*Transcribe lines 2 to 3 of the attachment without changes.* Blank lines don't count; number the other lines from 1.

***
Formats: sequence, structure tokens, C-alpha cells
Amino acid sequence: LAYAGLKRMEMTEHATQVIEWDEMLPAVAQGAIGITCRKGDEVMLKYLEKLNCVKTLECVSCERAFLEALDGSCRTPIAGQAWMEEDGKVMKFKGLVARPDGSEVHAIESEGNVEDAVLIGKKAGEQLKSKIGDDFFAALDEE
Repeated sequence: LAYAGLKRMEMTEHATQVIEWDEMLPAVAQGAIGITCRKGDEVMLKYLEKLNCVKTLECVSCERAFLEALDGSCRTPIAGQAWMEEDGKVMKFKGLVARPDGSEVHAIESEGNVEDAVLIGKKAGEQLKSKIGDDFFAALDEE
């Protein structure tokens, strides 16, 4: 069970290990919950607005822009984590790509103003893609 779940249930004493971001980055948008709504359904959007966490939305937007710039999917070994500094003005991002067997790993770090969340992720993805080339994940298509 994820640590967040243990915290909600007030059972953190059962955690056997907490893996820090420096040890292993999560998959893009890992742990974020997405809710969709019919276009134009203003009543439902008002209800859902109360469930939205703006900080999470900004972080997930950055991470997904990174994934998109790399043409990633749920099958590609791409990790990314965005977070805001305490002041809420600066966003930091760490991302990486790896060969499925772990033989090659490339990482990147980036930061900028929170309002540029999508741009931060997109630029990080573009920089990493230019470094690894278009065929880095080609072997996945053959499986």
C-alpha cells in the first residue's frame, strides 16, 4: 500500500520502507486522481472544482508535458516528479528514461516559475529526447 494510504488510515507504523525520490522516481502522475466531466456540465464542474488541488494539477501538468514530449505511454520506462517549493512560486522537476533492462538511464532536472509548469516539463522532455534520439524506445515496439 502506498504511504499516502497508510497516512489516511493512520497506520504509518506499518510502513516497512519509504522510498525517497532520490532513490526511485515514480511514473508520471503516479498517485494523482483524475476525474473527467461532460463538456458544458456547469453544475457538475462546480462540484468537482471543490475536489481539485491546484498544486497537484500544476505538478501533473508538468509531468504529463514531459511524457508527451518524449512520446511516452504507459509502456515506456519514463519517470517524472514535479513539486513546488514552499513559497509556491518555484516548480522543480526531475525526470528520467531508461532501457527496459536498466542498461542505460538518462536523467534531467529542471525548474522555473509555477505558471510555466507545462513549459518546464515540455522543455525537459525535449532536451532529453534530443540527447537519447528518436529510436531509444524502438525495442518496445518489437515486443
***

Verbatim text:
Amino acid sequence: LAYAGLKRMEMTEHATQVIEWDEMLPAVAQGAIGITCRKGDEVMLKYLEKLNCVKTLECVSCERAFLEALDGSCRTPIAGQAWMEEDGKVMKFKGLVARPDGSEVHAIESEGNVEDAVLIGKKAGEQLKSKIGDDFFAALDEE
Repeated sequence: LAYAGLKRMEMTEHATQVIEWDEMLPAVAQGAIGITCRKGDEVMLKYLEKLNCVKTLECVSCERAFLEALDGSCRTPIAGQAWMEEDGKVMKFKGLVARPDGSEVHAIESEGNVEDAVLIGKKAGEQLKSKIGDDFFAALDEE